Ahead of International Thalassemia Day on 8th May, medical professionals and representatives of patient bodies participated in a virtual discussion on the current situation of Thalassemia management in India
Ahead of International Thalassemia Day, Thalassemics India and Thalassemia Patients Advocacy Group organised a hybrid session talking about the situation of Thalassemia management in India, and Initiatives taken by government bodies on the care and prevention of Thalassemia. Eminent medical professionals including Dr. Shubnum from CII Public Health Council and Dr. Smita Mahapatra, Associate Professor, Department of Transfusion Medicine, SCB Medical College, Cuttack, Odisha, Dr Seema Kapoor, Nodal officer, State Blood Cell, Govt. of NCT of Delhi and representatives of patient bodies participated in the discussion. RP Gautam, Hon'ble Social Justice Minister of Delhi was the Chief Guest, Vinita Srivastava of Ministry of Tribal Affairs, Dr. Neelam Dhingra of WHO and Harsh Mangla, Director, MoHFW was also present.
The theme for International Thalassemia Day was Be Aware Share Care, and the discussions were around the existing challenges for patients living in developing countries, the role of strategic partnerships in the prevention and care of thalassemia and the Delhi Government’s initiatives on the care and prevention of thalassemia. The programme also had a special panel discussion on states’ best practices moderated by Nishtha Madan of TPAG. The event also saw the facilitation of medical practitioners including Dr Jagdish Chandra, former Director of LHMC amongst others by Hon'ble Gautam, Social Justice Minister of Delhi.
Dr Shubnum Singh, Principal Advisor Health Policy Confederation of Indian Industry (CII), spoke on the role of strategic partnerships in the prevention & care of Thalassemia. She said, “At CII, we leverage our SMEs and corporate partnerships, to disseminate knowledge of thalassemia to their employees. This we've done using creating a toolkit to encourage organizations to have cheerleaders, there are people who have had the disease in the past and talk to others to encourage them to talk about the same. The concept of open dialogue between the state and the center has been very useful to iron out these issues.” CII is TPAG's partner for their Safe Blood Campaign and commenting later on Dr. Singh's address, Anubha Mukherjee, Member Secretary, TPAG informed that CII has written to over 20 States regarding the subject. TPAG itself has written to Union Health Minister Dr. Mandaviya on issuing an advisory to the States on NAT screened blood for thalassemics.
To talk about the New Delhi government’s initiatives on the care & prevention of Thalassemia, Dr Seema Kapoor, Nodal officer, State Blood Cell, Govt. of NCT of Delhi said, “That there are 3 pillars to be focused on when it comes to spreading awareness and actioning on thalassemia. The first is to create a registry which will be important for all public and private sector hospitals to enrol and add every year number of babies who have been diagnosed in any sector to know how much blood, nature of drugs, and facilities we require to be better prepared. The second is the availability of more leucodepleted blood bags and uniform availability across the public and private sectors. The third is to enhance antenatal and prenatal centres and register nursing homes and ensure such data is being recorded.”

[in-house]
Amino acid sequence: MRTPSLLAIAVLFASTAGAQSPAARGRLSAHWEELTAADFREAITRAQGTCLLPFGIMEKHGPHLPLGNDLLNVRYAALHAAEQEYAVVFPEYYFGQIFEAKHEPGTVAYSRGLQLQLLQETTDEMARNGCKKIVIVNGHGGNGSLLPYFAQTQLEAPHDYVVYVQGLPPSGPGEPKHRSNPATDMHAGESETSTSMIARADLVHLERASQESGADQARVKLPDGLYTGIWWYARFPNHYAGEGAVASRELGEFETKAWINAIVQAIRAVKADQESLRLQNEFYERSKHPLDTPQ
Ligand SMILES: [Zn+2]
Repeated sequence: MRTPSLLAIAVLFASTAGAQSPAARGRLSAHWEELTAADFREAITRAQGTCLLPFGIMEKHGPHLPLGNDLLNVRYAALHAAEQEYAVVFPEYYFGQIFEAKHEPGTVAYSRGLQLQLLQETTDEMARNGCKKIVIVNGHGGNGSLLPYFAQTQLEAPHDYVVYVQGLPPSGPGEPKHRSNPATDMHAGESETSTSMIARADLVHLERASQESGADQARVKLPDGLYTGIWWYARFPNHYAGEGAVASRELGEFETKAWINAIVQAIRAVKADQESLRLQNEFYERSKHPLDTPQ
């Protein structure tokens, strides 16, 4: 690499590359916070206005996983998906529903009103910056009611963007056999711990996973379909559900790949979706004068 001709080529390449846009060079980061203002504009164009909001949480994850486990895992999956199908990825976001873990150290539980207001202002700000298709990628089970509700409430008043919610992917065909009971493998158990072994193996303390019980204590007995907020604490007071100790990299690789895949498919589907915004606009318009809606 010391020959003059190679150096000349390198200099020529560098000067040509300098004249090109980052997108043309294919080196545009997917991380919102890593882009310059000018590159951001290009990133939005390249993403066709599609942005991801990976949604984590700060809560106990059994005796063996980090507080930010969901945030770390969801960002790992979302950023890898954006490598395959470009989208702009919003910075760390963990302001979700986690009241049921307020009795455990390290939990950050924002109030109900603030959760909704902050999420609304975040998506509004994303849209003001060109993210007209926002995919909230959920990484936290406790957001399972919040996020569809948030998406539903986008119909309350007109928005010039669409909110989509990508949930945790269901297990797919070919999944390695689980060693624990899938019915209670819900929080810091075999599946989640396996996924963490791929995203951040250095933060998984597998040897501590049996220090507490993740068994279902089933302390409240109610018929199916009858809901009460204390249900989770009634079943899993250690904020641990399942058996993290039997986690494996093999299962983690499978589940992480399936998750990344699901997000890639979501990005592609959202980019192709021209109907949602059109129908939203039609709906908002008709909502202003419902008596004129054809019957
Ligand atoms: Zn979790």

Dr Neelam Dhingra, Unit Head of the Patient Safety Flagship - A Decade of Patient Safety 2020- 2030 World Health Organization talked about Thalassemia and sustainable development goals set by WHO said, “Globally, one in every 10 patients is harmed while receiving hospital care in high-income countries, whereas 1.3 4 million adverse events occur each year in low and middle-income countries in hospitals, which results in 2.6 million deaths annually. This shows that because of the weak system, people do not trust the healthcare system. Last year (2021), we released a Global Patient Safety Action Plan which involves six strategies that comprise ensuring zero patient harm and access to safe clinical processes. In the case of thalassemia, this implies ensuring safe blood transfusion practices. Also, medication when it comes to iron chelation therapy and prevention of transfusion transmissible infections. Therefore, the role of International Thalassemia Day is extremely crucial when it comes to engaging and empowering patients and not just patients but also their family and friends to involve them in policymaking and to ensure that the patient body is involved every step of the way. This will be WHO’s focus for the next 10 years when it comes to patient safety.”
Harsh Mangla (IAS), Director, Ministry of Health & Family Welfare, Govt. Of India talked about the National Health Missions (NHM) journey on Thalassemia. He said, “The strategy that NHM has adopted has been towards prenatal and newborn screening. We understand that there is a lack of data on the number of thalassemia patients in India and the cost of certain drugs is expensive. We have ensured that there is an ABHA ID which is a unique patient ID that can be used across various hospitals with planners and policymakers. We also have Thalassemia Bal Sevak Yojana which provides funding for bone marrow transfusion to the family. We are working to increase the limit for this from 5 lakh to 8 lakh and to add more necessary drugs as essentials. NHM commits its support to Thalessemics India.”
The event was concluded with a felicitation ceremony & vote of thanks by Thalassemics India.
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